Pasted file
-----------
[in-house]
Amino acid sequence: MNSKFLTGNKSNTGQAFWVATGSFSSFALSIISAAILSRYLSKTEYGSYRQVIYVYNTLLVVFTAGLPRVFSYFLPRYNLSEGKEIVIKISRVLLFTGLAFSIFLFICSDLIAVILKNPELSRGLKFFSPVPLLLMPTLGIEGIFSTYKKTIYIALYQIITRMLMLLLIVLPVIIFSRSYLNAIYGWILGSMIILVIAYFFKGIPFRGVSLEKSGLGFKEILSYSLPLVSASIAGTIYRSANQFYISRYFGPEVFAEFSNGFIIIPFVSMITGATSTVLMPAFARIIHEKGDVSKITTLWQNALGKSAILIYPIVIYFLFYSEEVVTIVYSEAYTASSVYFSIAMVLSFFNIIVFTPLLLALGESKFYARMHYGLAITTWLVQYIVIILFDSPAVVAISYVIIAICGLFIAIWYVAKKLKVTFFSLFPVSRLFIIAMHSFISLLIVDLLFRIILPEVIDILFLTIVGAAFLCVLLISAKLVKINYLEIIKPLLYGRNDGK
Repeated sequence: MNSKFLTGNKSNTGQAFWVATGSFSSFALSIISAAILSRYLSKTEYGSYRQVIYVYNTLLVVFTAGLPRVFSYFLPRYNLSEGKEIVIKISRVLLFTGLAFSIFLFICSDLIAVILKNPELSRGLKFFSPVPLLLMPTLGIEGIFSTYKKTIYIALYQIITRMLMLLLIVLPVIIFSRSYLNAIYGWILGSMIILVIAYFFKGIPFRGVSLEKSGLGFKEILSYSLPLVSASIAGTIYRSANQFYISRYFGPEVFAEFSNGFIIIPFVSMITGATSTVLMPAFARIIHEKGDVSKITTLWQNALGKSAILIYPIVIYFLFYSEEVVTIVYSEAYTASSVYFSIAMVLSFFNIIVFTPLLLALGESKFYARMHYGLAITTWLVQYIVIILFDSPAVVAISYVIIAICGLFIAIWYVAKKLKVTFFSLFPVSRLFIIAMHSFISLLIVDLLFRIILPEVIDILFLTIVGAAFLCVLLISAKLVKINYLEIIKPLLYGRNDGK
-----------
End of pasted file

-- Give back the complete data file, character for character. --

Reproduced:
[in-house]
Amino acid sequence: MNSKFLTGNKSNTGQAFWVATGSFSSFALSIISAAILSRYLSKTEYGSYRQVIYVYNTLLVVFTAGLPRVFSYFLPRYNLSEGKEIVIKISRVLLFTGLAFSIFLFICSDLIAVILKNPELSRGLKFFSPVPLLLMPTLGIEGIFSTYKKTIYIALYQIITRMLMLLLIVLPVIIFSRSYLNAIYGWILGSMIILVIAYFFKGIPFRGVSLEKSGLGFKEILSYSLPLVSASIAGTIYRSANQFYISRYFGPEVFAEFSNGFIIIPFVSMITGATSTVLMPAFARIIHEKGDVSKITTLWQNALGKSAILIYPIVIYFLFYSEEVVTIVYSEAYTASSVYFSIAMVLSFFNIIVFTPLLLALGESKFYARMHYGLAITTWLVQYIVIILFDSPAVVAISYVIIAICGLFIAIWYVAKKLKVTFFSLFPVSRLFIIAMHSFISLLIVDLLFRIILPEVIDILFLTIVGAAFLCVLLISAKLVKINYLEIIKPLLYGRNDGK
Repeated sequence: MNSKFLTGNKSNTGQAFWVATGSFSSFALSIISAAILSRYLSKTEYGSYRQVIYVYNTLLVVFTAGLPRVFSYFLPRYNLSEGKEIVIKISRVLLFTGLAFSIFLFICSDLIAVILKNPELSRGLKFFSPVPLLLMPTLGIEGIFSTYKKTIYIALYQIITRMLMLLLIVLPVIIFSRSYLNAIYGWILGSMIILVIAYFFKGIPFRGVSLEKSGLGFKEILSYSLPLVSASIAGTIYRSANQFYISRYFGPEVFAEFSNGFIIIPFVSMITGATSTVLMPAFARIIHEKGDVSKITTLWQNALGKSAILIYPIVIYFLFYSEEVVTIVYSEAYTASSVYFSIAMVLSFFNIIVFTPLLLALGESKFYARMHYGLAITTWLVQYIVIILFDSPAVVAISYVIIAICGLFIAIWYVAKKLKVTFFSLFPVSRLFIIAMHSFISLLIVDLLFRIILPEVIDILFLTIVGAAFLCVLLISAKLVKINYLEIIKPLLYGRNDGK